The Bhujing of Agashi
The Bhujing was created at Agashi Bhujing centre in 1940. In this area called Agashi, next to Virar. On the outskirts of Mumbai. Though not well known outside of the Virar-Vasai area. In these parts, it’s popularity’s unparalleled. Virar is one of the last stops on the Western line of the Mumbai Suburban rail. And Agashi’s another 5-odd kilometres from there. I was told by a Mumbai local that the street food in Virar’s quite unique ‘n there’s something called bhujing there. As I was in Mumbai for a few days ‘n this sounded very exciting. I set off for Virar as soon as I got some free time. After an hour an fifteen minutes on a Virar fast train, I landed there. Not very sure of where to go. I took a chance ‘n headed west. Started my hunt from the station itself. But none of the auto guys, shop owners could guide me on where to get bhujing.
I guess it ain’t that common. At least commercially. So finally one auto wallah told me he’ll take me to a Bhujing place. This’s was after half-an-hour of soul searching ‘n having eaten two very average vada pav near Virar station. I was bit desperate by now ‘n took the plunge. After travelling 10 minutes in the auto, I was having serious misgivings. Where was this guy taking me? I asked him, how much more time ‘n he said another 5 minutes. It did cross my mind at this moment that there’s a good chance I might be getting kidnapped ‘n end up inside some mafia don’s adda. Hmmmm! Fingers were crossed. But the good thing was that the scenery on both sides of the road was quite stunning. And the auto wallah was a sweet guy. Didn’t quite have the feel of a real kidnapping This was Mumbai alright, but very unlike our Shobha De’s Mumbai. The glitz, glam ‘n tall buildings were replaced by beautiful green paddy fields ‘n a stunning mountain scenery in the horizon. But trust me, this was Mumbai. I could feel it. It might have been just a little less cosmopolitan. But it had the same madness ‘n chaos. Lot’s of ‘em Gujaratis, East Indians ’n others who are part ‘n parcel of the main Mumbai’s social fabric, live here. Not just Maharashtrians. And foreigners too. I’m guessing these were students.
Finally the auto dude stopped. The board in front said Agashi Bhujing Centre. Finally, I was there. I was very excited ‘n went it. But the cold reception that I got ‘n non willingness to let out any info was a big let down. But still I probed on. Finally the person at the counter relented ‘n directed me to what he called their workshop behind. Here I encountered the sweetest-warmest person, who was cooking chicken on this huge charcoal pit. He welcomed me warmly ’n showed me ’round. The contrasts were very surprising.
Agashi Bhujing Centre
He then took me through the entire process of how’s the bhujing made ‘n I quickly took photos ‘n shot a video with him. Bhujing very simply, is roasted, then fried chicken. Mixed with pohe or flattened rice ‘n a special masala mix. But hey! It ain’t that simple. The chicken’s first dry marinated with a spice mix of jeera, turmeric, salt ‘n coriander seed, along with sliced potato. It’s then skewered ‘n cooked on charcoal. Post that, cooked again with a little bit of oil ‘n sliced onion in a vessel that’s covered with a thali with water on top. This acts almost like a combi steamer/fryer. Resulting in cooked chicken that’s still moist ‘n juicy. This’s then mixed with a dry ground coarse powder of cinnamon, cardamom, cloves, garlic, green chilly ‘n dry coconut. And finally, the nylon pohe or very thin pohe, that’s supposed to be the best quality of pohe’s mixed with the cooked chicken.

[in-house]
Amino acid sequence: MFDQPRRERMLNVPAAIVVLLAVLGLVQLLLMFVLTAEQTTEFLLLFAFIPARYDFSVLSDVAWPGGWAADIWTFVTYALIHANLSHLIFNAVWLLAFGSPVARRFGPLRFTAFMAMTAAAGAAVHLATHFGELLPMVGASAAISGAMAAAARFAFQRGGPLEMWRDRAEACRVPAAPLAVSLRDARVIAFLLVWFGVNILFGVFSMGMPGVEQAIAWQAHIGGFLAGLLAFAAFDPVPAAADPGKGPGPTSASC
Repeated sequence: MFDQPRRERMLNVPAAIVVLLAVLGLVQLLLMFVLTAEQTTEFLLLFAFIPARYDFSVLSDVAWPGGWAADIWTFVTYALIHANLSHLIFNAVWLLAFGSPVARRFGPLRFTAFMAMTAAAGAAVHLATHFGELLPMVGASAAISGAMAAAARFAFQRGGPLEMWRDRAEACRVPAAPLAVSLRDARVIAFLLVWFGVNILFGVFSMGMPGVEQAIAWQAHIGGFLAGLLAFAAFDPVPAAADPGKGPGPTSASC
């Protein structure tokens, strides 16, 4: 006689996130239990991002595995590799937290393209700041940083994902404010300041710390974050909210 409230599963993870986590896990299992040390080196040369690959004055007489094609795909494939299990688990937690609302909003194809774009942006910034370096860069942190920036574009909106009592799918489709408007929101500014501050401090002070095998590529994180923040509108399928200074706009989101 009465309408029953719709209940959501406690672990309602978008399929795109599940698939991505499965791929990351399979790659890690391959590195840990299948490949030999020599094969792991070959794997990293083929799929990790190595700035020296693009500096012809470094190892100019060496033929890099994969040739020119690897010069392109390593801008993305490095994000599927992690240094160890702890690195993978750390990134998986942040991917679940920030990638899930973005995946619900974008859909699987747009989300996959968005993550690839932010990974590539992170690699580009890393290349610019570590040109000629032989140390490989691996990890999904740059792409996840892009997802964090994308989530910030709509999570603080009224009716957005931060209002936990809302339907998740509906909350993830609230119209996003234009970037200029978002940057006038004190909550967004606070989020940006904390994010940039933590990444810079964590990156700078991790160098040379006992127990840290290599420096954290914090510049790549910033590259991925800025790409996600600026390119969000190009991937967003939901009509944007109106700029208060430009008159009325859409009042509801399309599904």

The end result’s exceptional ‘n definitely worth the long train ride. And I still crave bhujing in my dreams Awesome stuff!
Video on how’s the bhujing made
Details of the bhujing place
Address – Agashi Bhujing Centre, near Agashi police station. It’s around 5-odd kilometres from Virar west. Once you reach Agashi, you can ask anyone ‘n they’ll direct you to ABC. Agashi’s a very small place.
Timing – 1 pm to 630 pm
Pricing – The Chicken bhujing’s priced at Rs. 120 for a half kg pack.
Phone number – (0250) 6929777. Though there’s a good chance that this number might not be working all the time.
Location on Google maps
View Agashi Bhujing Centre in a larger map
About Chowder Singh’s local food guide
This guide has references to Chowder Singh’s favourite street ‘n local food in Mumbai and offbeat eating places. Along with original photos ‘n location on Google maps. Kindly note that Chowder Singh pays for all his meals. There are no listings against freebies or payment. And absolutely no going around looking for free vada pav. If you’ve been to or have feedback on Agashi Bhujing Centre. Please do share your experiences. Either in the comments section below. Or please email at firstname.lastname@example.org.
Also, please remember that the pricing of dishes that I’ve mentioned, are when I’ve visited. They might change over a period of time. I’ve still included these as a general guideline. And, please also consider that I write mostly about street food. I try ‘n write only about those places, which not only serve good food, but seem to maintain good hygiene practices. I suggest, for safety’s sake, it’s always better to eat at a street food place which’s busy. Also, neat ‘n clean. If they’re making an effort to keep the place clean, you can be reasonably sure that they’re also making an effort to serve hygienic food. But I’d say always go by your own instinct. And if you’re not sure, but still like to try, then have only the cooked stuff that’s still warm. Safer that way.
Happy hunting the Bhujing ‘n chow-chow!